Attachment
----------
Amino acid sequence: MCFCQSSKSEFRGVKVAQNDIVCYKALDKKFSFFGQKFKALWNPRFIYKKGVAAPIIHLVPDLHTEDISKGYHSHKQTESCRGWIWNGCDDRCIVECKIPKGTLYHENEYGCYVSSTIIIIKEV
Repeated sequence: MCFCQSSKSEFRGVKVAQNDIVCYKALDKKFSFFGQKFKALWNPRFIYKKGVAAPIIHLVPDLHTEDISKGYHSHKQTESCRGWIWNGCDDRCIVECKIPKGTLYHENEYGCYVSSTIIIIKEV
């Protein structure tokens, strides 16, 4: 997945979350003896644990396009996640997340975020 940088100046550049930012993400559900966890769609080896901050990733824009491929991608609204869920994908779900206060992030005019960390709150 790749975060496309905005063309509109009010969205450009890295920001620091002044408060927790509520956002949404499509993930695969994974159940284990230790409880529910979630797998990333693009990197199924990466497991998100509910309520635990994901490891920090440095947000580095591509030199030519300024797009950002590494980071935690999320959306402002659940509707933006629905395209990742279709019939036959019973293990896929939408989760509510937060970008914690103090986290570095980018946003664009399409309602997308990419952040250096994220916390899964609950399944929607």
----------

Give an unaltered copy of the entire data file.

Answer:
Amino acid sequence: MCFCQSSKSEFRGVKVAQNDIVCYKALDKKFSFFGQKFKALWNPRFIYKKGVAAPIIHLVPDLHTEDISKGYHSHKQTESCRGWIWNGCDDRCIVECKIPKGTLYHENEYGCYVSSTIIIIKEV
Repeated sequence: MCFCQSSKSEFRGVKVAQNDIVCYKALDKKFSFFGQKFKALWNPRFIYKKGVAAPIIHLVPDLHTEDISKGYHSHKQTESCRGWIWNGCDDRCIVECKIPKGTLYHENEYGCYVSSTIIIIKEV
């Protein structure tokens, strides 16, 4: 997945979350003896644990396009996640997340975020 940088100046550049930012993400559900966890769609080896901050990733824009491929991608609204869920994908779900206060992030005019960390709150 790749975060496309905005063309509109009010969205450009890295920001620091002044408060927790509520956002949404499509993930695969994974159940284990230790409880529910979630797998990333693009990197199924990466497991998100509910309520635990994901490891920090440095947000580095591509030199030519300024797009950002590494980071935690999320959306402002659940509707933006629905395209990742279709019939036959019973293990896929939408989760509510937060970008914690103090986290570095980018946003664009399409309602997308990419952040250096994220916390899964609950399944929607």